Subsidy changes transforming the fish processing industry in Papua New Guinea


As part of its effort to diversify the economy, Papua New Guinea’s government has shifted to a rebate for fish processed, rather than subsidising the catching of fish. The change is transforming the industry. But manufacturers say expanding the market is still one of the biggest challenges.

Tuna processing plant. Credit: RD Tuna

In December 2017, it was reported that Prime Minister Peter O’Neill had announced that PNG will move from ‘a system of selling discounted fishing days to domestic and foreign-flagged fleets to providing rebate on foreign fleets that process their fish onshore’.

Chey Scovell, CEO of the Manufacturers Council of PNG, says the change in the subsidy regime has sharply stimulated fish processing.

‘Within six months we saw a doubling of the output and, on the process side, we are now between two and three times (the previous level).

‘Some of them have gone to almost 24 hour production. It has been a huge success, creating more labour and money going through.’

Many business challenges remain in the sector, however.

The Vice President and General Manager of RD Tuna Canners, Erwin Ortiz says that, ‘as with any other large scale manufacturing business’ the company keeps a close eye on fluctuating conditions.

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‘We need to make sure that we are ready for what lies ahead,’ he says.

‘The biggest challenge for the business is expanding the market.’

‘So much positive change has taken place in 2018, but we are continuously working on areas to better improve.

‘We remain optimistic that business will only thrive from here on.’

Chey Scovell Credit: BAI


Ortiz says the biggest challenge for the business is expanding the market.

‘Capturing and exporting to other international markets apart from Europe, has been a recurring concern that we are determined to overcome.

‘In hindsight, we also face domestic issues with local spending capacity.

‘Utilities are an ongoing challenge in terms of both reliability and price.’

‘We have placed a premium on the consumer price points of our RD Tuna Canners brands.

‘Target marketing and niche promotions can be implemented to be able to attain our aim of a wider local customer base.’

Ortiz says creating new support facilities will be one of the goals for RD Tuna Canners in 2019 and 2020.

‘We envision an additional US$10 million cold storage facility and other manufacturing upgrades to help our brand live up to being the best quality products in the market today.

‘We believe that, because we maintain our responsible fishing process to fulfil corporate social responsibility and promote the safety of the environment and our consumers, the seas have been on our side in terms of availability and abundance of fish.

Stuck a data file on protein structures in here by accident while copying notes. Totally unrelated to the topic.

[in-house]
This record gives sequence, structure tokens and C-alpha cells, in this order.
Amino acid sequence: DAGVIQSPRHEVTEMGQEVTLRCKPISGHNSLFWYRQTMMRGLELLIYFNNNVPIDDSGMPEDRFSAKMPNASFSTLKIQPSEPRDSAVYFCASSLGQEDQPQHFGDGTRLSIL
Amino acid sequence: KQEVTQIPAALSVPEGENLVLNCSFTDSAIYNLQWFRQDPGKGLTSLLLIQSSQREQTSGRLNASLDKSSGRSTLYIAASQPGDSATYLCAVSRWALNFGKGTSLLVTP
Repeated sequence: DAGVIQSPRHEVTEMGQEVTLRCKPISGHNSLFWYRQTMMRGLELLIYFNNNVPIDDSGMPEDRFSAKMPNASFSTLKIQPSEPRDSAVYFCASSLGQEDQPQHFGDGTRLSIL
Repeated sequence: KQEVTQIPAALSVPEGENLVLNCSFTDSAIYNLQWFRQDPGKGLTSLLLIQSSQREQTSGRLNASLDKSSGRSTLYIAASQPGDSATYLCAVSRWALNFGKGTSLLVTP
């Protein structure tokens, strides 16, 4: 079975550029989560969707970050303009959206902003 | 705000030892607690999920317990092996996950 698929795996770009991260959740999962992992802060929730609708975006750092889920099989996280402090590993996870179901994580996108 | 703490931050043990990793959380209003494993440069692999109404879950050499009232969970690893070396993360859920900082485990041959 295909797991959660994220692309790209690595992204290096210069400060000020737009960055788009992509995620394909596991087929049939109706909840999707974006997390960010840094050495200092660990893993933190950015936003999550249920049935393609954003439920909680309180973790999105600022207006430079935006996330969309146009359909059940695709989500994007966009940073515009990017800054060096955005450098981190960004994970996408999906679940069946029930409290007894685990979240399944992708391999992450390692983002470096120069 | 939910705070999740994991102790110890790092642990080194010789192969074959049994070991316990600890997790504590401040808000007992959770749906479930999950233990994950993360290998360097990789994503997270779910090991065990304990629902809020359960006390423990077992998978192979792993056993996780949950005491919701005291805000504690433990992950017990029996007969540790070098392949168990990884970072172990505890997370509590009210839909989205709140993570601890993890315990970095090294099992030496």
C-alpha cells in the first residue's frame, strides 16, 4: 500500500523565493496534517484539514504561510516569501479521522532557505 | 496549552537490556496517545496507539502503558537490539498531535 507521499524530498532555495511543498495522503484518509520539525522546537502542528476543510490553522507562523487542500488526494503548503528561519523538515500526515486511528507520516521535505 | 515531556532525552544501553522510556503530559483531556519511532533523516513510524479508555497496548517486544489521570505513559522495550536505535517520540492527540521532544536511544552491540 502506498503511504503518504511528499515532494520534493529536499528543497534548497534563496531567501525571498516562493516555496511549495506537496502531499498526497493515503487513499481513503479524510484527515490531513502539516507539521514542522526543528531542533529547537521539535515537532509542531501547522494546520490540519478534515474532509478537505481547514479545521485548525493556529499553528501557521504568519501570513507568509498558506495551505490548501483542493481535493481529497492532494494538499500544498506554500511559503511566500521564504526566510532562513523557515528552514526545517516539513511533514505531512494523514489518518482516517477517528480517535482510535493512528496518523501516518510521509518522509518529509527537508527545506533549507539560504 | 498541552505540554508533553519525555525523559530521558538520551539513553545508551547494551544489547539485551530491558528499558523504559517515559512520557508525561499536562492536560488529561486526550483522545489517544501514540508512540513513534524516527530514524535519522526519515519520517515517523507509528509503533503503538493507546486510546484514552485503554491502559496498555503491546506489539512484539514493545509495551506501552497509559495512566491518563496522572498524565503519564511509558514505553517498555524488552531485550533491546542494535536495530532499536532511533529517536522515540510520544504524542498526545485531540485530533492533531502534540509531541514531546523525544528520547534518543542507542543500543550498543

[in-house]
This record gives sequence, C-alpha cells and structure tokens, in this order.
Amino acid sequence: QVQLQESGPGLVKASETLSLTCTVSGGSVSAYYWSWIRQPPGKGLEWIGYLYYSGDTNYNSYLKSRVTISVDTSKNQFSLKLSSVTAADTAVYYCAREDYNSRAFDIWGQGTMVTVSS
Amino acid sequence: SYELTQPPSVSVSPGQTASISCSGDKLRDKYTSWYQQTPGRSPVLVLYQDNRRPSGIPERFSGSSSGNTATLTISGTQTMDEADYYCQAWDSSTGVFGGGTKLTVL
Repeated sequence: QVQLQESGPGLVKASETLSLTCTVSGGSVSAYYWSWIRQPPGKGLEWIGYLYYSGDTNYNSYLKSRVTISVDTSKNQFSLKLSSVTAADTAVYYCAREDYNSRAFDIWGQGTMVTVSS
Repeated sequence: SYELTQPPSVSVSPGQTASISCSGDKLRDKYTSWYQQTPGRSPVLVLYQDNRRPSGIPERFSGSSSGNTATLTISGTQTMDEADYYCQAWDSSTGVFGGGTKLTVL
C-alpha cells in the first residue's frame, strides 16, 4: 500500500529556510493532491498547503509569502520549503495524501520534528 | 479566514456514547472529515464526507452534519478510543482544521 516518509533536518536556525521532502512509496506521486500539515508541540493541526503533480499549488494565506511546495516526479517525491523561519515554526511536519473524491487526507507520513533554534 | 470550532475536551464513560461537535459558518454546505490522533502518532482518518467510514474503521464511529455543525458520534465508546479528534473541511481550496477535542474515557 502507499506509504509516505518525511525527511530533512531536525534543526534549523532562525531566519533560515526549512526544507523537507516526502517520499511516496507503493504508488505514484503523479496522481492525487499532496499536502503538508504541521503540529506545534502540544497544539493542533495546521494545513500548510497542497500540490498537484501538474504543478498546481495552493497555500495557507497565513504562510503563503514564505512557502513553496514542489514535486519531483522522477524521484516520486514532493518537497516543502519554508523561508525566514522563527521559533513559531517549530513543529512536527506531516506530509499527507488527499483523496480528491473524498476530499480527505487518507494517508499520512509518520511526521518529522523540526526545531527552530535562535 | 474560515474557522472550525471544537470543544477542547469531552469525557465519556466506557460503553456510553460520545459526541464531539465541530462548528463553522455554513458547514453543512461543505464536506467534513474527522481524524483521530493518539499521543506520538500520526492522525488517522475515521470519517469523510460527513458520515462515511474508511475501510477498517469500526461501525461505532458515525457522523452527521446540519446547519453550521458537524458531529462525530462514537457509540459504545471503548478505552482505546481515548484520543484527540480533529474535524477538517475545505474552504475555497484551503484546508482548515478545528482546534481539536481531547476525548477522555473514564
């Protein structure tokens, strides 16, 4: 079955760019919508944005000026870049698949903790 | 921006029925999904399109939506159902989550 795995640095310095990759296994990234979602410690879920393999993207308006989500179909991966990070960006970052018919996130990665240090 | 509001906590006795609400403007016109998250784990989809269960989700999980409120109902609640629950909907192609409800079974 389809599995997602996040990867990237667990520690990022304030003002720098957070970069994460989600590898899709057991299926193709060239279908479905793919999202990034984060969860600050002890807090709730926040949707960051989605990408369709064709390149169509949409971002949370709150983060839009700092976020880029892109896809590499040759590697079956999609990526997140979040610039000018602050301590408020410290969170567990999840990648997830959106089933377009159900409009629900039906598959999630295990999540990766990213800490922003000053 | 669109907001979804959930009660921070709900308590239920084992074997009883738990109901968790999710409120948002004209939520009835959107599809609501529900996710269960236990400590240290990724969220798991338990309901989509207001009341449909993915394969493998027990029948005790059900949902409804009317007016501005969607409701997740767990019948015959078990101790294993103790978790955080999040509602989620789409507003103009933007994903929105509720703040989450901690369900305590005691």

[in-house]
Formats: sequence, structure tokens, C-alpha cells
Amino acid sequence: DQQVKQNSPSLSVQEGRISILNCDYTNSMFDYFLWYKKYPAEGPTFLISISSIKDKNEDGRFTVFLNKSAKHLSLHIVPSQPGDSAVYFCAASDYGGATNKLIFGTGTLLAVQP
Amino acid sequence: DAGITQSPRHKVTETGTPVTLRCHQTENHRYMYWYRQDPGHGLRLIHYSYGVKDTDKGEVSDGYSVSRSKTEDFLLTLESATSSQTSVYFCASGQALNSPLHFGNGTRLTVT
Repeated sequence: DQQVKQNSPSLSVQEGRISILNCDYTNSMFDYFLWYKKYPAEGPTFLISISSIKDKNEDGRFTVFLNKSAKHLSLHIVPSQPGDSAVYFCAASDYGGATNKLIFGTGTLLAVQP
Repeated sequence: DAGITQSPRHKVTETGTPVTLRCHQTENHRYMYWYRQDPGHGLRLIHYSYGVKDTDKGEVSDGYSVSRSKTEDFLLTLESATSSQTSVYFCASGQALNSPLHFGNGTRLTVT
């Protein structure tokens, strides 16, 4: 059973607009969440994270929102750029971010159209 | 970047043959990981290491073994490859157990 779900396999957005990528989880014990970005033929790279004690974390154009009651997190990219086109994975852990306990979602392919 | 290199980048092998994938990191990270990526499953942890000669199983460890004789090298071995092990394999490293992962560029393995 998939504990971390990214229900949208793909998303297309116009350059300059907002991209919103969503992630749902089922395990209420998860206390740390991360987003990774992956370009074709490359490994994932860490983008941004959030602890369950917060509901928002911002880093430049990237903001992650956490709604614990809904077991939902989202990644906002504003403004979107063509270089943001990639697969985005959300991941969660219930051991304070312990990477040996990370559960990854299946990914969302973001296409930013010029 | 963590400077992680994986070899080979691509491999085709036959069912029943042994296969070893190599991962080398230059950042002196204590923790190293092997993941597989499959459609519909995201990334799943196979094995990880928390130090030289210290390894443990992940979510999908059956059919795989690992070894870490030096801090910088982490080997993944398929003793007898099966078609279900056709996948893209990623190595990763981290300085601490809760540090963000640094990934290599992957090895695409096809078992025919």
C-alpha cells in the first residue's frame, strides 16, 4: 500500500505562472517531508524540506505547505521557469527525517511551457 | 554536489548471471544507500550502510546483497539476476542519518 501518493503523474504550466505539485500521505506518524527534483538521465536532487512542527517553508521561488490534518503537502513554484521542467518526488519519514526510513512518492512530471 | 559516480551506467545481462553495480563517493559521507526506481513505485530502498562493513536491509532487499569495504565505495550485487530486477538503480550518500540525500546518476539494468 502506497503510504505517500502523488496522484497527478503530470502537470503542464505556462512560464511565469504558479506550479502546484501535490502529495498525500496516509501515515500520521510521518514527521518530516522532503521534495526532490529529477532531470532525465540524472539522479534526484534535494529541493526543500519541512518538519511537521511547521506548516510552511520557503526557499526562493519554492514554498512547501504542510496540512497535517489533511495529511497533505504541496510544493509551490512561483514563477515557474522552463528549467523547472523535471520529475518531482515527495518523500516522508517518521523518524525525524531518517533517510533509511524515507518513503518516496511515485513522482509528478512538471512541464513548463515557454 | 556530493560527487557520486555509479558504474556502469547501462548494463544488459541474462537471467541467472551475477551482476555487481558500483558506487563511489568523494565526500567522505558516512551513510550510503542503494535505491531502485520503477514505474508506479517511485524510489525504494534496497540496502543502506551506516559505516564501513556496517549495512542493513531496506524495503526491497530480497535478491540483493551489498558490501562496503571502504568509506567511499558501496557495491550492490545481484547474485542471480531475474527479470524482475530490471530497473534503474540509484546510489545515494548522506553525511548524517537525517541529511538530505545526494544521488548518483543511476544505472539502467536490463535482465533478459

‘The diversification in our line also sets us apart from other brands.

‘Our continuous drive to create new products and services that ensure sustainability and compliance with all regulatory requirements keeps us at the top of our game.’


Poor roads and expensive internet connection remain a challenge for the fishing industry. Credit: RD Tuna

Ortiz notes that the local canned tuna market has experienced minimal growth.

‘Foreign canned tuna products continue to flood the domestic retail markets.

‘We are still observing the effect of the increase in duty that is being implemented at the start of the year 2019.

‘Slow and expensive internet connections also remain a challenge in PNG, especially in Madang where our business operation is based.’

He says it is too early to comment of the effect of the PNG’s increasingly improving internet connectivity.

Infrastructure shortcomings also remain a challenge for the fishing industry.

Melinda Ragudos, General Manager for Cannery Operations at Frabelle PNG Limited, says the road between the company’s facility in Lae and the wharf is in bad condition.

‘Utilities are an ongoing challenge in terms of both reliability and price.

But she says the company nevertheless remains committed to PNG.

‘We have raised our production levels this year and are planning to increase our capacity.’


The long term potential of the sector is great, according to Wayne Golding, a member of the APEC Business Advisory Council for PNG’s hosting of APEC in 2018.

He said that an APEC working group established that the industry could employ 250,000 more people.

The APEC group’s examination of demand, price elasticity and industry direction led to the conclusion that production from wild fisheries will not catch up with demand.

The emphasis, says Golding, should be on adding value, which includes processing the fish.

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